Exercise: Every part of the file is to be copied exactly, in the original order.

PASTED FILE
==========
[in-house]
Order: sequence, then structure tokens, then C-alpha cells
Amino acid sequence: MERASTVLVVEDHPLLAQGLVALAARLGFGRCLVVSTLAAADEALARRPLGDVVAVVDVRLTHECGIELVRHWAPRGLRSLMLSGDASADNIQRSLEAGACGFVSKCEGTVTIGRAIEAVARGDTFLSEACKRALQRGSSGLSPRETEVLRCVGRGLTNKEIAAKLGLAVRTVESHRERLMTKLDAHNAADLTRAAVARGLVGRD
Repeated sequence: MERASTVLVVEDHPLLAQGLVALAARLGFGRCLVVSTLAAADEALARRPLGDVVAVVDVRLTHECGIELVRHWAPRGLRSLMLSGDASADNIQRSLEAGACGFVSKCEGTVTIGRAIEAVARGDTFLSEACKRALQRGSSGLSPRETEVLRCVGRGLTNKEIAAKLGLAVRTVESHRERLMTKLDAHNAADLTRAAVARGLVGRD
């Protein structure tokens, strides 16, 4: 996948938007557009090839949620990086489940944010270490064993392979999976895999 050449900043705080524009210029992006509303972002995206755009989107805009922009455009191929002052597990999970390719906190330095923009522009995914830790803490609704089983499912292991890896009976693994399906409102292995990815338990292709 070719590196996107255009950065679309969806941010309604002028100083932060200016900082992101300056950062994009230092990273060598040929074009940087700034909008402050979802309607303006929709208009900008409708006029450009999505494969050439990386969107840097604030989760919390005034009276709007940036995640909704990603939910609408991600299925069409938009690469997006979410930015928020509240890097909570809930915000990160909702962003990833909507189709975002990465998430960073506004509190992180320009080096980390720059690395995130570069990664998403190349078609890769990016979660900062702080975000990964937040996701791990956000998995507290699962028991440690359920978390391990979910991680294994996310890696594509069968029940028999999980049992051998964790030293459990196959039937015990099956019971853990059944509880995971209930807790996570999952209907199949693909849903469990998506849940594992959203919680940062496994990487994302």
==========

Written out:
[in-house]
Order: sequence, then structure tokens, then C-alpha cells
Amino acid sequence: MERASTVLVVEDHPLLAQGLVALAARLGFGRCLVVSTLAAADEALARRPLGDVVAVVDVRLTHECGIELVRHWAPRGLRSLMLSGDASADNIQRSLEAGACGFVSKCEGTVTIGRAIEAVARGDTFLSEACKRALQRGSSGLSPRETEVLRCVGRGLTNKEIAAKLGLAVRTVESHRERLMTKLDAHNAADLTRAAVARGLVGRD
Repeated sequence: MERASTVLVVEDHPLLAQGLVALAARLGFGRCLVVSTLAAADEALARRPLGDVVAVVDVRLTHECGIELVRHWAPRGLRSLMLSGDASADNIQRSLEAGACGFVSKCEGTVTIGRAIEAVARGDTFLSEACKRALQRGSSGLSPRETEVLRCVGRGLTNKEIAAKLGLAVRTVESHRERLMTKLDAHNAADLTRAAVARGLVGRD
């Protein structure tokens, strides 16, 4: 996948938007557009090839949620990086489940944010270490064993392979999976895999 050449900043705080524009210029992006509303972002995206755009989107805009922009455009191929002052597990999970390719906190330095923009522009995914830790803490609704089983499912292991890896009976693994399906409102292995990815338990292709 070719590196996107255009950065679309969806941010309604002028100083932060200016900082992101300056950062994009230092990273060598040929074009940087700034909008402050979802309607303006929709208009900008409708006029450009999505494969050439990386969107840097604030989760919390005034009276709007940036995640909704990603939910609408991600299925069409938009690469997006979410930015928020509240890097909570809930915000990160909702962003990833909507189709975002990465998430960073506004509190992180320009080096980390720059690395995130570069990664998403190349078609890769990016979660900062702080975000990964937040996701791990956000998995507290699962028991440690359920978390391990979910991680294994996310890696594509069968029940028999999980049992051998964790030293459990196959039937015990099956019971853990059944509880995971209930807790996570999952209907199949693909849903469990998506849940594992959203919680940062496994990487994302």